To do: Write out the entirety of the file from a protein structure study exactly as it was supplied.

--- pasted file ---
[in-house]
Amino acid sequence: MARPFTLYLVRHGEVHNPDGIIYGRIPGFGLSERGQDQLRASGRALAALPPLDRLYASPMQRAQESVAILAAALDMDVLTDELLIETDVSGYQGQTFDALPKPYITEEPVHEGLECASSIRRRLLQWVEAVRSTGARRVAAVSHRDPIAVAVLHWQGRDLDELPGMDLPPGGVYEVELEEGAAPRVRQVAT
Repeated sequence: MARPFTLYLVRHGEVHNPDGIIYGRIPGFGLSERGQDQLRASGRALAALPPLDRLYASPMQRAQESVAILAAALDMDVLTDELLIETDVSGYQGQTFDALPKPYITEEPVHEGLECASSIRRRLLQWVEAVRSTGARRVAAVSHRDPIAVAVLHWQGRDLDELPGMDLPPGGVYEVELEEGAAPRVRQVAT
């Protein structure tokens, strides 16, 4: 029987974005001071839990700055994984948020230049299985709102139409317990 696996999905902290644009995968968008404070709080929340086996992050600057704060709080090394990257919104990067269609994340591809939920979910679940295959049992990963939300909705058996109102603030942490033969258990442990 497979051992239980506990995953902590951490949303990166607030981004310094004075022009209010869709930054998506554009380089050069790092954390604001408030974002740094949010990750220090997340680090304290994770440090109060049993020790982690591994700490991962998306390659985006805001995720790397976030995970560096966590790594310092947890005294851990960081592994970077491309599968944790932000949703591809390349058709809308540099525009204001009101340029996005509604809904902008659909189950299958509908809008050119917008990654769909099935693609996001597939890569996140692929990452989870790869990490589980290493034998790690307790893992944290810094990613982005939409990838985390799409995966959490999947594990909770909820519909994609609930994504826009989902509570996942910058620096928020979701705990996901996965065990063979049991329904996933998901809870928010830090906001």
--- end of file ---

[in-house]
Amino acid sequence: MARPFTLYLVRHGEVHNPDGIIYGRIPGFGLSERGQDQLRASGRALAALPPLDRLYASPMQRAQESVAILAAALDMDVLTDELLIETDVSGYQGQTFDALPKPYITEEPVHEGLECASSIRRRLLQWVEAVRSTGARRVAAVSHRDPIAVAVLHWQGRDLDELPGMDLPPGGVYEVELEEGAAPRVRQVAT
Repeated sequence: MARPFTLYLVRHGEVHNPDGIIYGRIPGFGLSERGQDQLRASGRALAALPPLDRLYASPMQRAQESVAILAAALDMDVLTDELLIETDVSGYQGQTFDALPKPYITEEPVHEGLECASSIRRRLLQWVEAVRSTGARRVAAVSHRDPIAVAVLHWQGRDLDELPGMDLPPGGVYEVELEEGAAPRVRQVAT
């Protein structure tokens, strides 16, 4: 029987974005001071839990700055994984948020230049299985709102139409317990 696996999905902290644009995968968008404070709080929340086996992050600057704060709080090394990257919104990067269609994340591809939920979910679940295959049992990963939300909705058996109102603030942490033969258990442990 497979051992239980506990995953902590951490949303990166607030981004310094004075022009209010869709930054998506554009380089050069790092954390604001408030974002740094949010990750220090997340680090304290994770440090109060049993020790982690591994700490991962998306390659985006805001995720790397976030995970560096966590790594310092947890005294851990960081592994970077491309599968944790932000949703591809390349058709809308540099525009204001009101340029996005509604809904902008659909189950299958509908809008050119917008990654769909099935693609996001597939890569996140692929990452989870790869990490589980290493034998790690307790893992944290810094990613982005939409990838985390799409995966959490999947594990909770909820519909994609609930994504826009989902509570996942910058620096928020979701705990996901996965065990063979049991329904996933998901809870928010830090906001």